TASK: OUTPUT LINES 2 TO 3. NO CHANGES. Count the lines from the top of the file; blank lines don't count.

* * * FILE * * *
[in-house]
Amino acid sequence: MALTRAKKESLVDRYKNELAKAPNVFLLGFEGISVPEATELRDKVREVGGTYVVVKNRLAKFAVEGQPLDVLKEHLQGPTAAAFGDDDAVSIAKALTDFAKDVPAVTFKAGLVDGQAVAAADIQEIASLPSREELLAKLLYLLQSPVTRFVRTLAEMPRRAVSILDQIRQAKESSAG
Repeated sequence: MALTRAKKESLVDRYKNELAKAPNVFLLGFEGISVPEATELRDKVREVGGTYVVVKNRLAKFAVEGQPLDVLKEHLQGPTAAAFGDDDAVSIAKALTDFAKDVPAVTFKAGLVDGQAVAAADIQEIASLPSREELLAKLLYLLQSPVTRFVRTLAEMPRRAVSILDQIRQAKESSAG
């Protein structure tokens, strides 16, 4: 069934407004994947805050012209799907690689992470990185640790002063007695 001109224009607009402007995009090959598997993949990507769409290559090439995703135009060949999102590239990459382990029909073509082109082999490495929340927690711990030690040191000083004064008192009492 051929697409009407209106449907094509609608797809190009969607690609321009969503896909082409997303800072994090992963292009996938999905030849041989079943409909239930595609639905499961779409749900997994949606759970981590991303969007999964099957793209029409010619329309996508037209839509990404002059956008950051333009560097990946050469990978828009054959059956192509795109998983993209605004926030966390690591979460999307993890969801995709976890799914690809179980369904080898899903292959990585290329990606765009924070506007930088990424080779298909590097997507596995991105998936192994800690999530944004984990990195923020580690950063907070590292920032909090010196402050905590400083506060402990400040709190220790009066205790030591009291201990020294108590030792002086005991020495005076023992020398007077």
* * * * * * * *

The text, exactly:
Amino acid sequence: MALTRAKKESLVDRYKNELAKAPNVFLLGFEGISVPEATELRDKVREVGGTYVVVKNRLAKFAVEGQPLDVLKEHLQGPTAAAFGDDDAVSIAKALTDFAKDVPAVTFKAGLVDGQAVAAADIQEIASLPSREELLAKLLYLLQSPVTRFVRTLAEMPRRAVSILDQIRQAKESSAG
Repeated sequence: MALTRAKKESLVDRYKNELAKAPNVFLLGFEGISVPEATELRDKVREVGGTYVVVKNRLAKFAVEGQPLDVLKEHLQGPTAAAFGDDDAVSIAKALTDFAKDVPAVTFKAGLVDGQAVAAADIQEIASLPSREELLAKLLYLLQSPVTRFVRTLAEMPRRAVSILDQIRQAKESSAG